5: Wins and losses when Trevor Siemian is sacked twice or more — The seventh round pick from 2015 is much like every other quarterback. When he gets pressured and driven into the ground, his win-loss record is .500 or worse. Siemian’s career passer rating is 94.2, which means it is good enough to win .781 games since 2010. He is not a shabby field general, but he can be if he is pushed off center the entire game.
4: Jersey number of Derek Carr — What does that have to do with anything? Carr was the last quarterback younger than 25 years old to earn a win in Denver. He was 24 years old at the time, the same age as Dak Prescott. Since 2015, the Broncos have gone 1-4 at home against quarterbacks younger than 25. Carr did it on Dec. 13, 2015 going 12-of-29 for 135 yards and two touchdowns, which was rather pedestrian when factoring in the 79.0 passer rating. However, the most important aspect of Carr’s game was he did not turn the ball over, even when Von Miller strip-sacked him for a 9-yard loss. Prescott, whose weakness last year was blindside sack-fumbles, will need to get a feel for the backside pressure if he is to succeed in protecting the football en route to victory.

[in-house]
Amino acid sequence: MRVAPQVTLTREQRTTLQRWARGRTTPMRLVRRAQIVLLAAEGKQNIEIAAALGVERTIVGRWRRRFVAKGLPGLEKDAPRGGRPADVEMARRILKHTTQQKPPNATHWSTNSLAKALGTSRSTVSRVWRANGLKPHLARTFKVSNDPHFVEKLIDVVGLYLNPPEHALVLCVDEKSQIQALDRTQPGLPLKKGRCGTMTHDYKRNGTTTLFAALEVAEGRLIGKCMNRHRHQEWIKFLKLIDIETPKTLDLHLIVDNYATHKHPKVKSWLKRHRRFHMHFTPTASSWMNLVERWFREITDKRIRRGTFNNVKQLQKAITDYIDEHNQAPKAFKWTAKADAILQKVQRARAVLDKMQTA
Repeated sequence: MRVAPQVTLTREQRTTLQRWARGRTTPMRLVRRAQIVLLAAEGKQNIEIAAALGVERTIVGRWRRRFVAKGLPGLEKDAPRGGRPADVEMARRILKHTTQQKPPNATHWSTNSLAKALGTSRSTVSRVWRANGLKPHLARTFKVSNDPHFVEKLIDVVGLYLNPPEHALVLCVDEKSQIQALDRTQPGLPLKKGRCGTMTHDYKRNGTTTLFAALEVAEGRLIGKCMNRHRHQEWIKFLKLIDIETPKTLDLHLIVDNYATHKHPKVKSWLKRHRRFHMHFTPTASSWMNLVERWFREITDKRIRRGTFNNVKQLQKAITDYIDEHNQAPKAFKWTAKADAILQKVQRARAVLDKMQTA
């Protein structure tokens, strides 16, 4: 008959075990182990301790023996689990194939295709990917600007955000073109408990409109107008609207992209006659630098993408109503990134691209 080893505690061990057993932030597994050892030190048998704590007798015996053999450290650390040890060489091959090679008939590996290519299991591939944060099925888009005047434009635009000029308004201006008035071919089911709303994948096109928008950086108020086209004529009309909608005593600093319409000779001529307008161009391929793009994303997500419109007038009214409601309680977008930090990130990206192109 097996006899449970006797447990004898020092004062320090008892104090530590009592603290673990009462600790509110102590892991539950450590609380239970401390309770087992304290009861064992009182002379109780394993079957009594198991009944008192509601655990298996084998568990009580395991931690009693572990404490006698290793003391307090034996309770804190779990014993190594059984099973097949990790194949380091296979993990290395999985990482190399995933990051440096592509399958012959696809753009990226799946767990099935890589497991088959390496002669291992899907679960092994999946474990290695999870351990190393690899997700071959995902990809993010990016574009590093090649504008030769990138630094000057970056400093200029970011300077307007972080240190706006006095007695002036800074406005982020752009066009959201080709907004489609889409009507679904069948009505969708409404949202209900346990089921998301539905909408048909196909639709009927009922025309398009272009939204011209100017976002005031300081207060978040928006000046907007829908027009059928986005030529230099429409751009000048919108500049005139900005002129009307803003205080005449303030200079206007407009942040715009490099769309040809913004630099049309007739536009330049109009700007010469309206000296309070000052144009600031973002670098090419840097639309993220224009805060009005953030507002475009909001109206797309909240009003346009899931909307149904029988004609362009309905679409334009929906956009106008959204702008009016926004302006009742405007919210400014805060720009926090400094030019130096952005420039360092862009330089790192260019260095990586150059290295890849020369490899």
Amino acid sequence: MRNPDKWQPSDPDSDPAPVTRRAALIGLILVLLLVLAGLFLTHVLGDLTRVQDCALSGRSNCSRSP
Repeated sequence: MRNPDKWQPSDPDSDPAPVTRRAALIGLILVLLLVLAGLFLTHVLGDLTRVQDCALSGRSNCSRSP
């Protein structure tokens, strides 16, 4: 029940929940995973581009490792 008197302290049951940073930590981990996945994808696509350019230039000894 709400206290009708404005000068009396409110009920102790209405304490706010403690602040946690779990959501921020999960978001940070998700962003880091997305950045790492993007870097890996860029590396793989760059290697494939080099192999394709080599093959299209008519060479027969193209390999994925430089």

3: 100-yard rushers the Broncos defense has allowed since 2015 — Why does 2015 matter? Because that is when Denver switched to the 3-4 defense. Known as the “No Fly Zone,” the Broncos defense also bans ground transportation. The last 100-yard rusher against the Denver defense was Oakland’s Latavius Murray 114 yards and three touchdowns on 20 carries on Nov. 6, 2016. The Cowboys offensive line is ostensibly better than the Raiders offensive line, and Elliott is no doubt better than Murray. Nevertheless, it is a tall order for the Cowboys offense to pull off, but it must be done to get a win in Denver.
2: Number of rookie cornerbacks Dallas will play against Denver — Second round pick Chidobe Awuzie and third round selection Jourdan Lewis will play for the Cowboys as 10-year cornerback Orlando Scandrick will sit out with a fractured left hand. Interestingly, Awuzie and Lewis will have to grow up quickly, much the same way Scandrick and first round cornerback Mike Jenkins had to “grow up” against the Tampa Bay Buccaneers on Oct. 26, 2008. Cornerback Terence Newman and safety Roy Williams did not suit up due to injury, and replacements Anthony Henry and Alan Ball exited the contest with their own ailments. Scandrick and Jenkins combined for nine tackles as no Bucs receiver eclipsed 50 yards receiving. Awuzie and Lewis will have to repeat that performance.
1: Jason Witten’s spot for most games played as a Dallas Cowboy — The 15-year veteran will surpass Super Bowl champion Ed “Too Tall” Jones for the most games played for America’s Team with 225. Witten owns the franchise receptions, receiving yards, single-game receptions, consecutive games played, and consecutive seasons with a reception and touchdown. Bob Lilly will always be “Mr. Cowboy,” but if he weren’t the title would certainly go the 2003 third-rounder from Tennessee.